The message to business is that companies should follow the grand tradition of the British Boy Scouts movement motto: Be Prepared. Specifically: appoint a WTO / international trade expert and support team; enjoy the luxury and relative certainties in the global business environment that early 1990s executives could only dream about; instil scenario analysis and contingency planning as an embedded business process (but, nota bene, as one beleaguered executive advised the author, to have a contingency plan, you need a plan!). Of course, this is a gross over-simplification and is presented with a strong hint of ‘tongue-in-cheek’. The real world of business is way more challenging and organizational complexity typically confronts strategic rationality, as we conclude in the Epilogue to this book.

Addressing the organizational challenge
Organizational life is such a pervasive feature of modern society that it has attracted scholars from a wildly disparate range of academic disciplines. From the Marxist scholar seeking explanations of appropriation to the industrial geographer advising retail companies on optimal location decisions, the study of organizations and how they are managed is enjoying exponential growth. In developing its focus this book addresses a fundamental concern, that of organizational survival and prosperity in a context of unprecedented turbulence and discontinuity in global business market environments. Organizations are not living entities, but they do die. Within this paradox lies an abundant cavern of imperfect knowledge for researchers and charlatans to scavenge and plunder. Herein lies the rub. What possible sense can be made of such senseless material? How many exceptions to the rule must we have before the rule itself is redundant? How can we predict and plan and make and manage when uncertainty creates our context?

Before offering solutions, we must acknowledge the limitations represented by such rhetorical questions. Shouldn’t we? Of course, but we must also be aware that within paradox lies discovery and that discovery, in turn, requires an openness of mind. In a vigorous defence of the application of scientific inquiry to the subject of management, Professor John Kay (1993) highlights the myopic character of many of the discipline’s critics and draws on a powerful precedent to make his point: “The Inquisitors who visited Galileo refused to look through his telescope since what he claimed to see could not be there.”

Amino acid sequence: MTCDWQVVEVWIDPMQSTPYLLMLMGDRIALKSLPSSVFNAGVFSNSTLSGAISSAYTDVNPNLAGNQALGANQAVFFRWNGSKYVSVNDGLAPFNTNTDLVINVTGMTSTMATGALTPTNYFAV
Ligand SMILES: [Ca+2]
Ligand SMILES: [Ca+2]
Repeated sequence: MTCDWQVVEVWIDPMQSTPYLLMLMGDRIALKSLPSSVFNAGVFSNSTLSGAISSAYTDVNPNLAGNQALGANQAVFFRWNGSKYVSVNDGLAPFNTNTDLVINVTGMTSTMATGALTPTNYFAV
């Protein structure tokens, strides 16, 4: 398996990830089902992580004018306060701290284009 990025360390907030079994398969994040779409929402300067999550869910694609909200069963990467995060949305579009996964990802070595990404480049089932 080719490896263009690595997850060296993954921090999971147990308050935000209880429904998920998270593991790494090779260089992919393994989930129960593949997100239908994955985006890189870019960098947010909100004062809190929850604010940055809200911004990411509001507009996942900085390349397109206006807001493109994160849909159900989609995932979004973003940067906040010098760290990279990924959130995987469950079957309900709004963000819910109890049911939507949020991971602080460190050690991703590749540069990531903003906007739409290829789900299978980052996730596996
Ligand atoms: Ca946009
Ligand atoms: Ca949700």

The simplest observation we will make throughout the pages of this book is that organizations, in their struggle for survival and prosperity, demonstrate a range of coping behaviours and adaptability, almost always a combination of ‘old’ and ‘new’ formulations. It is our contention that, if we understand the context of this struggle, we can go some way toward suggesting more appropriate organizational behaviours, both in a generic sense and for quite specific global business environments in a post-Bretton Woods, post-Brexit new-new world order. Companies are not passive receivers of Darwinian natural selection since, to a substantial extent, they can craft their genetic code and genetically engineer their future.

Outside Fortress Europe Excerpt References

Economist. (2018, March 10th). The threat to world trade: The rules-based system is in grave danger. The Economist, 68-69.
Kay, J. (1993a, April 24th). Art or science? can the study of management be ‘scientific’? The Economist.
Ricardo, D. (2018). On the Principles of Political Economy: And Taxation (Classic Reprint). London: Forgotten Books.
Smith, A. (1776). An Inquiry into the Nature and Causes of the Wealth of Nations. Edinburgh: Strathan & Cadell.
Steil, B. (2014). The Battle of Bretton Woods: John Maynard Keynes, Harry Dexter White, and the Making of a New World Order. Princeton, NJ: Princeton University Press.